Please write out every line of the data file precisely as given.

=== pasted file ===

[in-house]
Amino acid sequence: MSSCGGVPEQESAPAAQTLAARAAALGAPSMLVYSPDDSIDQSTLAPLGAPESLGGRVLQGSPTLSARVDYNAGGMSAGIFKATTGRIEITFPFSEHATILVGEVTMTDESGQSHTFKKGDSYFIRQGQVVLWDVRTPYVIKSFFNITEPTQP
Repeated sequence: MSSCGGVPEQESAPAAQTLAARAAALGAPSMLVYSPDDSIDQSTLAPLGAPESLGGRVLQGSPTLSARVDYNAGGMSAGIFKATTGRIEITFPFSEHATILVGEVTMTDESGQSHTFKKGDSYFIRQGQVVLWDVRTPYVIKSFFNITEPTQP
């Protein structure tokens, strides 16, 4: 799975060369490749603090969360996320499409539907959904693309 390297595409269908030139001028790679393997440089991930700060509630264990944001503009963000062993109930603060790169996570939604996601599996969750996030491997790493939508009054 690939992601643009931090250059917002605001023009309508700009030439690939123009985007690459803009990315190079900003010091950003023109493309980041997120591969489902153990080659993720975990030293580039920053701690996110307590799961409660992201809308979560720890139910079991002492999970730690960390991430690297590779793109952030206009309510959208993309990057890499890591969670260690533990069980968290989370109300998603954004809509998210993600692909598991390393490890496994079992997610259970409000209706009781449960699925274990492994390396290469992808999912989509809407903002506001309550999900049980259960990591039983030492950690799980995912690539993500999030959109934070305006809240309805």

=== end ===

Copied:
[in-house]
Amino acid sequence: MSSCGGVPEQESAPAAQTLAARAAALGAPSMLVYSPDDSIDQSTLAPLGAPESLGGRVLQGSPTLSARVDYNAGGMSAGIFKATTGRIEITFPFSEHATILVGEVTMTDESGQSHTFKKGDSYFIRQGQVVLWDVRTPYVIKSFFNITEPTQP
Repeated sequence: MSSCGGVPEQESAPAAQTLAARAAALGAPSMLVYSPDDSIDQSTLAPLGAPESLGGRVLQGSPTLSARVDYNAGGMSAGIFKATTGRIEITFPFSEHATILVGEVTMTDESGQSHTFKKGDSYFIRQGQVVLWDVRTPYVIKSFFNITEPTQP
């Protein structure tokens, strides 16, 4: 799975060369490749603090969360996320499409539907959904693309 390297595409269908030139001028790679393997440089991930700060509630264990944001503009963000062993109930603060790169996570939604996601599996969750996030491997790493939508009054 690939992601643009931090250059917002605001023009309508700009030439690939123009985007690459803009990315190079900003010091950003023109493309980041997120591969489902153990080659993720975990030293580039920053701690996110307590799961409660992201809308979560720890139910079991002492999970730690960390991430690297590779793109952030206009309510959208993309990057890499890591969670260690533990069980968290989370109300998603954004809509998210993600692909598991390393490890496994079992997610259970409000209706009781449960699925274990492994390396290469992808999912989509809407903002506001309550999900049980259960990591039983030492950690799980995912690539993500999030959109934070305006809240309805």